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Note: This is a pretty long post, it would take me ages to format the whole thing for Reddit, so I've posted the beginning with link to the rest, hope that's ok. The full post is at www.bugmuncher.com/blog/timeline-of-failures
Thomas Edison famously once said "I have not failed. I've just found 10,000 ways that won't work"
, and I can relate. With the exception of my freelance developer days, BugMuncher is my first venture that I would consider successful
(even though it's still not quite profitable). The truth is, I've been trying (and failing) to get some kind of business/side project/get-rich-eventually scheme off the ground for over 12 years.
I was thinking about this recently, and decided it would be fun*
to look at some of my previous projects and half-baked ideas, specifically why they failed: fun for me at least, and hopefully not mind-numbingly tedious for you 2004 - Pre-wired Parallel LCDs Plug and play LCD readouts for computers
I almost forgot this venture until I was nearly finished writing this post. In 2004 I was just 18 years old and taking a gap year between college and uni. This wasn't so I could travel or do anything cool like that, it was simply because I didn't know what I wanted to do at uni. I actually spent the year doing telemarketing for a pest control company (you can't make this stuff up).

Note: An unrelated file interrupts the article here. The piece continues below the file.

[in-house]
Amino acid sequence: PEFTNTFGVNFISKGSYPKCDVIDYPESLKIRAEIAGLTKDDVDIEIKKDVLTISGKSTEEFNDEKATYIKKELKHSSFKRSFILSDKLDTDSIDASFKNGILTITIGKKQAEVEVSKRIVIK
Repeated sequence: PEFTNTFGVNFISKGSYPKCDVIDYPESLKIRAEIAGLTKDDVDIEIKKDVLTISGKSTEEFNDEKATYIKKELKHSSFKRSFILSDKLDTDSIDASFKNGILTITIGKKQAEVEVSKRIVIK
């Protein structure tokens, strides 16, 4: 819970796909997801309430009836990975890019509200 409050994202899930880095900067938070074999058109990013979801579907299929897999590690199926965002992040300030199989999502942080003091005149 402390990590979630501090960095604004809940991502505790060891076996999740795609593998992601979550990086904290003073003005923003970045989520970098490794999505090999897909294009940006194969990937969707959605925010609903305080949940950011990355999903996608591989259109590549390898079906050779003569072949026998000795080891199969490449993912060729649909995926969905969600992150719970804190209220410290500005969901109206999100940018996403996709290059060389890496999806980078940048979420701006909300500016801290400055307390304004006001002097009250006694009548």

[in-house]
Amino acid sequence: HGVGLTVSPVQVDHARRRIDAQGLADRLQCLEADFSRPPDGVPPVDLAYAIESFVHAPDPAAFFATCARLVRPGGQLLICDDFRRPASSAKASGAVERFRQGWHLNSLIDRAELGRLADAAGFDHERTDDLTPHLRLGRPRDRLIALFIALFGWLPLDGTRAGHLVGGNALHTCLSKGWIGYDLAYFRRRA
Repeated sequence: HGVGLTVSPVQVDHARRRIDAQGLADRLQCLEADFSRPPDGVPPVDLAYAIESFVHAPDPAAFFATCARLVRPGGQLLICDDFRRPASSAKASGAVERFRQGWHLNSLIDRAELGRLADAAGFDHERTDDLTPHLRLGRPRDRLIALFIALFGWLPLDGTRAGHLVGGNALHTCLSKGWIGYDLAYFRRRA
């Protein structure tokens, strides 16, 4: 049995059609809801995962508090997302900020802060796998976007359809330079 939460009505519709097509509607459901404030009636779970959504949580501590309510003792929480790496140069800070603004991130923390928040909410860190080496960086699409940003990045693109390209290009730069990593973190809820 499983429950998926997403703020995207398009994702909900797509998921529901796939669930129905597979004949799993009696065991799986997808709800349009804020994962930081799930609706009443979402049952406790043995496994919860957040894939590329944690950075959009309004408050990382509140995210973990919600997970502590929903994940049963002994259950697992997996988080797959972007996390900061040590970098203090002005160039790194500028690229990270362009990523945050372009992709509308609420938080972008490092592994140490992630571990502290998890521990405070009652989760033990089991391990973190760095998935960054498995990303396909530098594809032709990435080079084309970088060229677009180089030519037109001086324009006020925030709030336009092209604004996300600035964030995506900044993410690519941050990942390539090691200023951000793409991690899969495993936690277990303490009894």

At the time I was quite into the modified computer scene, and one popular mod was to put an LCD readout on the case that could display things like internal temperatures, memory usage, custom messages, etc. To do this you could either buy an expensive USB unit, or buy a cheap bare LCD screen and wire it up to the computer's parallel port. (Hey, remember when computers had parallel ports? No, me neither)
With my A-level in electronics fresh in my mind, I decided I would buy the bare LCD displays, and manufacture circuit boards that would allow them them simply plug into the parallel port without needing any extra wiring. No one else was making plug and play parallel displays, there seemed to be a gap in the market. Launch
I used to post a lot on a forum for computer modifying, so I created a post on there to gauge interest. The post took off, a lot of people were interested and wanting to order from me, I thought I was gonna be rich. Revenue